Arianna Yuan (2014). A Computational Investigation of the Optimal Task Difficulty in Perceptual Learning. Presented at the 44th Annual Meeting of the Society for Neuroscience, Washington, DC.
Arianna Yuan (2012). Affective Priming Effects of Mean Facial Expressions. Presented at the 42nd Annual Meeting of the Society for Neuroscience, New Orleans, LA.
Arianna Yuan and Jay, McClelland. The Representation of Negative Numbers (in prep).
Sun, Y., and Arianna Yuan. Applications of Emotion Models Based on HMM in Mental Health Forecast. Journal of Tianjin University (Social Sciences), 13(6): 531-536, 2011.

Research Projects

Modeling Human Visual Search Performance on Realistic Webpages Using Analytical and Deep Learning Methods (CHI2020)

Modeling visual search not only offers an opportunity to predict the usability of an interface before actually testing it on real users, but also advances scientific understanding about human behavior. In this work, we first conduct a set of analyses on a large-scale dataset of visual search tasks on realistic webpages. We then present a deep neural network that learns to predict the scannability of webpage content, i.e., how easy it is for a user to find a specific target. Our model leverages both heuristic-based features such as target size and unstructured features such as raw image pixels. This approach allows us to model complex interactions that might be involved in a realistic visual search task, which can not be easily achieved by traditional analytical models. We analyze the model behavior to offer our insights into how the salience map learned by the model aligns with human intuition and how the learned semantic representation of each target type relates to its visual search performance. Read more...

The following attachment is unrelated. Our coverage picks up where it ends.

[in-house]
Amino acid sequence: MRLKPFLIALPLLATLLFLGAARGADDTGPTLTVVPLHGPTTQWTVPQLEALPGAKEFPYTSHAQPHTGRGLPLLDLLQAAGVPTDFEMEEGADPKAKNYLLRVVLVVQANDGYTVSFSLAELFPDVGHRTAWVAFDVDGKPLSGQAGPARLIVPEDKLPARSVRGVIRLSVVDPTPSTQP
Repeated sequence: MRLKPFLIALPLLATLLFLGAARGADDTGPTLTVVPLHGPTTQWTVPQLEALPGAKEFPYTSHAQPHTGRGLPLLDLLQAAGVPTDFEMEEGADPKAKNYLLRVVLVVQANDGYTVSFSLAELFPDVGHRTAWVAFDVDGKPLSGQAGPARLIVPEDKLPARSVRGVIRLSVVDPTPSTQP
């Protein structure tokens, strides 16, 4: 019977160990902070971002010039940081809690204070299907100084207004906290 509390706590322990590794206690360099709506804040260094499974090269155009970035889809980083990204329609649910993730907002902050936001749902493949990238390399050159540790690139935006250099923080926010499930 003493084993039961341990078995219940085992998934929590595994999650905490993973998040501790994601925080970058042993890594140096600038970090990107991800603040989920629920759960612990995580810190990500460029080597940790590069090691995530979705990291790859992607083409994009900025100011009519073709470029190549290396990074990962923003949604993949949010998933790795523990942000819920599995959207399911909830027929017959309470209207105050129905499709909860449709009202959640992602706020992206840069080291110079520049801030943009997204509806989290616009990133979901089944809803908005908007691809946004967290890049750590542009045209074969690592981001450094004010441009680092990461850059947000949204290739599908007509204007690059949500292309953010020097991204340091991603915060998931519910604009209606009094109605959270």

CorefQA--Coreference Resolution as Query-based Span Prediction (ACL2020)

In this paper, we present an accurate and extensible approach for the coreference resolution task. We formulate the problem as a span prediction task, like in machine reading comprehension (MRC). A query is generated for each candidate mention using its surrounding context, and a span prediction module is employed to extract the text spans of the coreferences within the document using the generated query. This formulation comes with the following key advantages--(1) The span prediction strategy provides the flexibility of retrieving mentions left out at the mention proposal stage; (2) In the MRC framework, encoding the mention and its context explicitly in a query makes it possible to have a deep and thorough examination of cues embedded in the context of coreferent mentions; and (3) A plethora of existing MRC datasets can be used for data augmentation to improve the model's generalization capability. Experiments demonstrate significant performance boost over previous models, with 87.5 (+2.5) F1 score on the GAP benchmark and 83.1 (+3.5) F1 score on the CoNLL2012 benchmark. Read more...


Entity-Relation Extraction as Multi-turn Question Answering (ACL2019)

In this paper, we propose a new paradigm for the task of entity-relation extraction. We cast the task as a multi-turn question answering problem, i.e., the extraction of entities and relations is transformed to the task of identifying answer spans from the context. This multi-turn QA formalization comes with several key advantages. Firstly, the question query encodes important information for the entity/relation class we want to identify; secondly, QA provides a natural way of jointly modeling entity and relation; and thirdly, it allows us to exploit the well developed machine reading comprehension (MRC) models. Experiments on the ACE and the CoNLL04 corpora demonstrate that the proposed paradigm significantly outperforms previous best models. Additionally, we construct and will release a newly developed dataset RESUME, which requires multi-step reasoning to construct entity dependencies, as opposed to the single-step dependency extraction in the triplet exaction in previous datasets. The proposed multi-turn QA model also achieves the best performance on the RESUME dataset. Read more...